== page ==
Gliffy produces flow charts, floor plans, and graphic organizers. You can also collaborate on items in this program. You may import pictures and add text to diagrams. Zoho Show is a presentation program that works in a similar way as powerpoint. It is very basic but it does allow students to collaborate since it is web-based. I really like the idea of allowing students to create comic strips for my class. This might be a good way for me to get them to internalize some of the content in a more creative way. I wonder how many class periods it would take for them to complete? It does seem like it would be fine for them to work on at home, but I wonder how safe the site is when it is closely examined? I was not impressed with Gliffy, but that part of the presentation did not have much detail.

6. “Around the World in 80 Minutes”

Personal Professional Development - November 1, 2006

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I have seen Google Earth before and played with it a little, but not much. I learned that it could be quite a useful tool for my geometry classroom if I expand my imagination a little. Placemarks are left by people at important locations on the globe and can be searched using google earth community forum. Search for topics that you plan to use in your lessons. I hope to find math lesson ideas, but I imagine this would be an amazing tool for social science teachers. I just found a nice area exercise...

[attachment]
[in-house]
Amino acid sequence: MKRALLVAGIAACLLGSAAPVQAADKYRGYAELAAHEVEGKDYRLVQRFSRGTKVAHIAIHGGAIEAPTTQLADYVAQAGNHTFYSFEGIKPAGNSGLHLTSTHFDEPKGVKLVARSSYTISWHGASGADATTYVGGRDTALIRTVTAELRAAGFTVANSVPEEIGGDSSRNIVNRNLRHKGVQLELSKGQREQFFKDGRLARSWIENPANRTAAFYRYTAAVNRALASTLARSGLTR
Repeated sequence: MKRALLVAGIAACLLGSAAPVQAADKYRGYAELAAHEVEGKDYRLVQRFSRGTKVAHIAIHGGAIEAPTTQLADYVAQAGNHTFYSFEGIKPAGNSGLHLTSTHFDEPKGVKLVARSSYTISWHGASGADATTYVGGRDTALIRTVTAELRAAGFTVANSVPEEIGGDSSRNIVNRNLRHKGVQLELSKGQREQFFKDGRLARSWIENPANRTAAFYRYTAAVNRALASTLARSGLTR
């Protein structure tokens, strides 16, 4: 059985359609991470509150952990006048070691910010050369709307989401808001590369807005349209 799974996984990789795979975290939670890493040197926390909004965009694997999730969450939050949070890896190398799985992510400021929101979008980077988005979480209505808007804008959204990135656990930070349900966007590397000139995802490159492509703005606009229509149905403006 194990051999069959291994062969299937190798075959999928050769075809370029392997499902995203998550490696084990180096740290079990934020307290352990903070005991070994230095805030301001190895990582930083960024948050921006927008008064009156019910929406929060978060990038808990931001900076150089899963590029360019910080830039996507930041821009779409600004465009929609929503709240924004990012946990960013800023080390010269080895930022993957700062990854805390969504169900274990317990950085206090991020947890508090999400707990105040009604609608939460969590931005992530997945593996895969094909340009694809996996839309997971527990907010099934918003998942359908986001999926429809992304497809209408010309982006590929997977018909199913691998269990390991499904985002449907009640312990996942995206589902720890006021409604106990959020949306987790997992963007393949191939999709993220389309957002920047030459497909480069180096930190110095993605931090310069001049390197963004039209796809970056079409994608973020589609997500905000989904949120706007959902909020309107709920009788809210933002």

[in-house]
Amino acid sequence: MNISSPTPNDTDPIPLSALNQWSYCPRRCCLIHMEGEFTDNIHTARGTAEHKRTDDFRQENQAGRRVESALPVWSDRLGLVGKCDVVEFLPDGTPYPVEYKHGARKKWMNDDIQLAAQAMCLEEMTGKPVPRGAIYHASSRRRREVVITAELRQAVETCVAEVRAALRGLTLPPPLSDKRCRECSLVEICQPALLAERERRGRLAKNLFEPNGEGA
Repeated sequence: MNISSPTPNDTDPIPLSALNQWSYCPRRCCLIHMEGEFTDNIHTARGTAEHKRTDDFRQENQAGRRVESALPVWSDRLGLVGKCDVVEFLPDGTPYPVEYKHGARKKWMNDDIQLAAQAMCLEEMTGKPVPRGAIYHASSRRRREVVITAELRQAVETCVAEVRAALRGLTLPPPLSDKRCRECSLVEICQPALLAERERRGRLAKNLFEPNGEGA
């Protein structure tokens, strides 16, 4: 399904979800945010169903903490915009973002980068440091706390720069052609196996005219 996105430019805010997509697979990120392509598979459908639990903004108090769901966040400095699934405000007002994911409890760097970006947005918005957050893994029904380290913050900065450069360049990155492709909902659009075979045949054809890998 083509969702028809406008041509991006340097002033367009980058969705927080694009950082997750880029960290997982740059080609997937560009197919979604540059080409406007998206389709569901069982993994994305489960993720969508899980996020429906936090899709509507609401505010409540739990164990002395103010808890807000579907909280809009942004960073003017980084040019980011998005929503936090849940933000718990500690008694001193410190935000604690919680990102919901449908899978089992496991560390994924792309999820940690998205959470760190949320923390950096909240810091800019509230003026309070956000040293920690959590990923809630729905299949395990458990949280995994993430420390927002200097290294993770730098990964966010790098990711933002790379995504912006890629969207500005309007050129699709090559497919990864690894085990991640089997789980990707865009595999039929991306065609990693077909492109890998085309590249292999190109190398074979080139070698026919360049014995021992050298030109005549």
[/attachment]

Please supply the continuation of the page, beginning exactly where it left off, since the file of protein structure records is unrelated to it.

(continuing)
Videoconferencing was also discussed using Skype and a very extensive list of other programs. This would allow for providing more guest speakers without having to fly them in and might save on costs. DIVERSE is an example that has used this to reach students. You could take field trips over the internet with immediate feedback and less restrictions than an actual field trip. ISDN is more expensive than VoIP. One think to be very careful with is the various time zones. Using is a nice way of comparing times in different places around the world.

7. “RSS for Educators (Advanced)”

Basic/Advanced Training - October 26, 2006